transportation routes proposed by DOE and how these plans impact 
Sparks and other parts of Nevada.

Loux will discuss the state's position on DOE's proposal to construct 
a rail access line for nuclear waste shipments to Yucca Mountain from 
the northern Union Pacific main line railroad, a plan that could send 
high-level nuclear waste through downtown Reno, Sparks and other 
communities along the U.P. rail line, which roughly parallels the 
Interstate 80 corridor.

Fresno a player in debate over nuclear power
Proposal for plant in city faces obstacles, but technology is on cusp 
of national rebirth

Fresno, a fast-growing former farming community popularly associated 
with raisins, is seeking a higher-tech image -- as the future home of 
a nuclear power plant that could supply power for 1.6 million to 2 
million homes. 

"Nuclear power holds great promise for the entire San Joaquin 
Valley," Fresno Mayor Alan Autry told reporters in December, when a 
group of local businessmen unveiled plans for the plant. "We must 
find a way to become energy self-sufficient." 

The Fresno plan is one of dozens for new power plants in the United 
States, where the rising costs of natural gas and coal, concerns 
about global warming, and $8 billion in incentives from the federal 
government are renewing interest in atomic energy. 

Almost all of the 30 applications for new reactors expected in the 
next few years are likely to come from Southern states, which need 
relief from the cost and pollution of coal plants. 

While wider acceptance of nuclear power might be more of a struggle 
in California due to a strong anti-nuclear movement and a 31-year ban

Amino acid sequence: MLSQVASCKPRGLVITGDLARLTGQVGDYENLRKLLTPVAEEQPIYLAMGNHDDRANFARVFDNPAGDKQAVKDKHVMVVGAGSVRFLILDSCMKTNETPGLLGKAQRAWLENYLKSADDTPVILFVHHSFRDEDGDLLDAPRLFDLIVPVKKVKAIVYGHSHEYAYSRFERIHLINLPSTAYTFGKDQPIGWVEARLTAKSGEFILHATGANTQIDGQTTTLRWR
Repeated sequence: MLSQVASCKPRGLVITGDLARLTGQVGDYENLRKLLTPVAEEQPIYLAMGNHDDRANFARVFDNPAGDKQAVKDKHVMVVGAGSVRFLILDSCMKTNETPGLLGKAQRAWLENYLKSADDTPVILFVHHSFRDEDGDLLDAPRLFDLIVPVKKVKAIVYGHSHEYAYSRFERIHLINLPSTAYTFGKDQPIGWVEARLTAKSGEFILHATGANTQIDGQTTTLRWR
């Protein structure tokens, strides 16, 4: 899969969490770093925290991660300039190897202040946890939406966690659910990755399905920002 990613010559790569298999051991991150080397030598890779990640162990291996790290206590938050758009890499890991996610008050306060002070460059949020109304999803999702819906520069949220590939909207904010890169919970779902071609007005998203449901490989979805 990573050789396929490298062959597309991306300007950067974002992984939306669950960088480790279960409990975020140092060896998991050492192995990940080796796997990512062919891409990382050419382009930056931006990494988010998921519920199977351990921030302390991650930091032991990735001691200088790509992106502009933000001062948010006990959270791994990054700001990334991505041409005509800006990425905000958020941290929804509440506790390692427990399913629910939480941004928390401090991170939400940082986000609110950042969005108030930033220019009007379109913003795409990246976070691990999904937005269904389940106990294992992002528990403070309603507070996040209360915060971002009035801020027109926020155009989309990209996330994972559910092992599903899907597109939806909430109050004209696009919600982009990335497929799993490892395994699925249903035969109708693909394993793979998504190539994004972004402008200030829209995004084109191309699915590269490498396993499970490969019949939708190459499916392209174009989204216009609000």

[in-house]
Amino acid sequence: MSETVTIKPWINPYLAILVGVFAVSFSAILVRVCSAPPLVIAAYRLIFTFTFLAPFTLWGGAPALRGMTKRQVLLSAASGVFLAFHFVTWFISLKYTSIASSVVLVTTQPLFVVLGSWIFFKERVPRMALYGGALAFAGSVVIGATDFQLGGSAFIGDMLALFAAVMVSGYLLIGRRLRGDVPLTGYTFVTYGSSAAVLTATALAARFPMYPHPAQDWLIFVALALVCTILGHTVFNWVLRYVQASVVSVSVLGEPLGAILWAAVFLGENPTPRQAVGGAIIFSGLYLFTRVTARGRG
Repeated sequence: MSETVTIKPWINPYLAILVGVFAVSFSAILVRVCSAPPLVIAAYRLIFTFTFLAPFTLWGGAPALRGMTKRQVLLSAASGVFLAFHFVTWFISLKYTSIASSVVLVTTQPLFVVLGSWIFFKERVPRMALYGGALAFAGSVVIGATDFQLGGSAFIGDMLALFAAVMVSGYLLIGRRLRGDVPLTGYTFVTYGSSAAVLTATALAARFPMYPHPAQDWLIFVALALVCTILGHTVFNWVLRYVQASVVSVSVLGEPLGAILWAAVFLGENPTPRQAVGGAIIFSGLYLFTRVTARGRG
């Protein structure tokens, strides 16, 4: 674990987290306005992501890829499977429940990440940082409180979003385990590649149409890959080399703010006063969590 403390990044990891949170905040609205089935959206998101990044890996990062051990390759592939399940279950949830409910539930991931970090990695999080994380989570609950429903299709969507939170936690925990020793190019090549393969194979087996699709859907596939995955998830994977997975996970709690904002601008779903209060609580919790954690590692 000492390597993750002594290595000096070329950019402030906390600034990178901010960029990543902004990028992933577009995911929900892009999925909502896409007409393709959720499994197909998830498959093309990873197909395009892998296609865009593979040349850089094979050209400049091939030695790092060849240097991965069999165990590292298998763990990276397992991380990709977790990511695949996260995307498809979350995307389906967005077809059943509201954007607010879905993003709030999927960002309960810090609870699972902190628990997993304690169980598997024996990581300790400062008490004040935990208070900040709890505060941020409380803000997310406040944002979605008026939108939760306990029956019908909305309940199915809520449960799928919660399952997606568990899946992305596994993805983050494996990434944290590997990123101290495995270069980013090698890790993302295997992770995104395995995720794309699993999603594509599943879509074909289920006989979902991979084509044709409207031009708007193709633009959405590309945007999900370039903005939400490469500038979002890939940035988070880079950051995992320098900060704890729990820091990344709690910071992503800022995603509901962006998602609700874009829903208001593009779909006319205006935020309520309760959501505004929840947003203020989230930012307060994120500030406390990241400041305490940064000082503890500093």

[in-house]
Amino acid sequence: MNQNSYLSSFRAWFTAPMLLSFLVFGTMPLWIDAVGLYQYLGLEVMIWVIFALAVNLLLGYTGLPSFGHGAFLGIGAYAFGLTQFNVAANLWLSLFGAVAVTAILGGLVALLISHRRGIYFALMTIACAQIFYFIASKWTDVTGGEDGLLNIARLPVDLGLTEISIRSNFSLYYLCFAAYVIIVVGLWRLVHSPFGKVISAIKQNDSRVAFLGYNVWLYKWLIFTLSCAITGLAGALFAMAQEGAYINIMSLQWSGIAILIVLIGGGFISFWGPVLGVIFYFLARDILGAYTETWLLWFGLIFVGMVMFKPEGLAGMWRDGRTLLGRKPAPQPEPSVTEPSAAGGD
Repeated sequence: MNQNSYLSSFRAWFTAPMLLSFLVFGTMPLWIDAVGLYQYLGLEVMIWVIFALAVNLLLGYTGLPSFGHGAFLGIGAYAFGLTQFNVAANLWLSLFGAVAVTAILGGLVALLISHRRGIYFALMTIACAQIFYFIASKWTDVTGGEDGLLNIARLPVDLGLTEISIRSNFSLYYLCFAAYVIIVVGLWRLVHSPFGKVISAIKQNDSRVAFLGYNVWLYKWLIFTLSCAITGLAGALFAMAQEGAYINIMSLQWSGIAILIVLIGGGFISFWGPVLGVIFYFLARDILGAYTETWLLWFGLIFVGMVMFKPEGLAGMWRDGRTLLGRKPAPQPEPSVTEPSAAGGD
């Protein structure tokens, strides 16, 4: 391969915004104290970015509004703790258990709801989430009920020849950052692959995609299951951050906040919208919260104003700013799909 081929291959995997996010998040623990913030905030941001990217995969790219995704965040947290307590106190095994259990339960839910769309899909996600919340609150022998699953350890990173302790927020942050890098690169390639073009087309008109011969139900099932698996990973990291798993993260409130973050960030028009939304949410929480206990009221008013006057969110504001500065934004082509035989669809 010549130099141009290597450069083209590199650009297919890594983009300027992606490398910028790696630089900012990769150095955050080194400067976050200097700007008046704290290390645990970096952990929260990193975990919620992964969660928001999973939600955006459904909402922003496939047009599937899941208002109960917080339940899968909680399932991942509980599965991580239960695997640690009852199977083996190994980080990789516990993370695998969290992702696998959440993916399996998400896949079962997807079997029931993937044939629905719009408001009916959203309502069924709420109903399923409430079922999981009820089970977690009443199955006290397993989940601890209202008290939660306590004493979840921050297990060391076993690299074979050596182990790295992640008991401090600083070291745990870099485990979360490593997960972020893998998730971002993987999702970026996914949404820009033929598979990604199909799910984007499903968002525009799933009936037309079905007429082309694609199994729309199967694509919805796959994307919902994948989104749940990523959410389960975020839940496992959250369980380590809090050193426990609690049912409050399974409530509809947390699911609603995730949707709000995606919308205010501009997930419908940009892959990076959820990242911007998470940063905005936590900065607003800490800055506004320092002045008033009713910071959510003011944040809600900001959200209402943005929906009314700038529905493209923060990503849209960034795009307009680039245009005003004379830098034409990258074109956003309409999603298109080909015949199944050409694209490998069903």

on reactor development, some experts think many of the proposed 
reactors in other states will be built. 

Groups in Virginia, Maryland, Idaho, Texas, Michigan and New York are 
considering building new plants, but the nuclear power industry sees 
its brightest future in Southeastern states, which, unlike 
California, look to nuclear plants as engines of economic 

The first formal applications for new plants are expected to begin 
coming into the Nuclear Regulatory Commission later this year, said 
agency spokesman David McIntyre. 

"Nuclear energy seems to be poised on the verge of a significant 
rebirth in this country and around the world," Rep. David Hobson, R-
Ohio, said at a House of Representatives hearing in September. "For 
reasons of energy independence, national security and reducing 
greenhouse gas emissions, nuclear energy seems to be our best option 
for providing significant base load generating capacity in the 
foreseeable future." 

Credit for the newfound interest in nuclear power can be traced to 
the Bush administration, which was responsible for the 2005 Energy 
Policy Act. The act, approved by Congress, dangled $8 billion in 
incentives for nuclear power plant construction. Since then, more 
than 20 utilities and private groups have expressed interest in 
constructing new reactors, in most cases on the sites of pre-existing 
nuclear power plants. 

In December, North Carolina-based Progress Energy announced a 
tentative plan to build a nuclear power plant in Levy County, Fla., 
that would generate between 1,100 and 1,600 megawatts, enough to 
power at least 675,000 homes, said Progress spokesman Buddy Eller. 
Nuclear power is "one of our most economical forms of energy," Eller 
said. "We've seen tremendous growth here in Florida in recent years. 
Our obligation is to provide reliable and affordable energy that will 
meet the needs of our customers." 

Additionally, he said, nuclear energy produces no greenhouse gases, 
an argument shared by the Nuclear Energy Institute, the industry's 
lobbying arm in Washington, which claims that the United States will 
need 45 percent more electricity by 2030 than it generates today. 
Constructing 50 new 1,000-megawatt reactors -- a 50 percent increase 
in the number of U.S. commercial reactors -- in the next 23 years 
would not only significantly reduce the amount of greenhouse gases 
released into the atmosphere, but would also help meet the nation's 
electricity needs, institute officials say. 

Such an increase in nuclear plant production would mark quite a 
reversal in fortune for an industry whose domestic sales have been 
stagnant thanks to cost overruns and numerous atomic power accidents,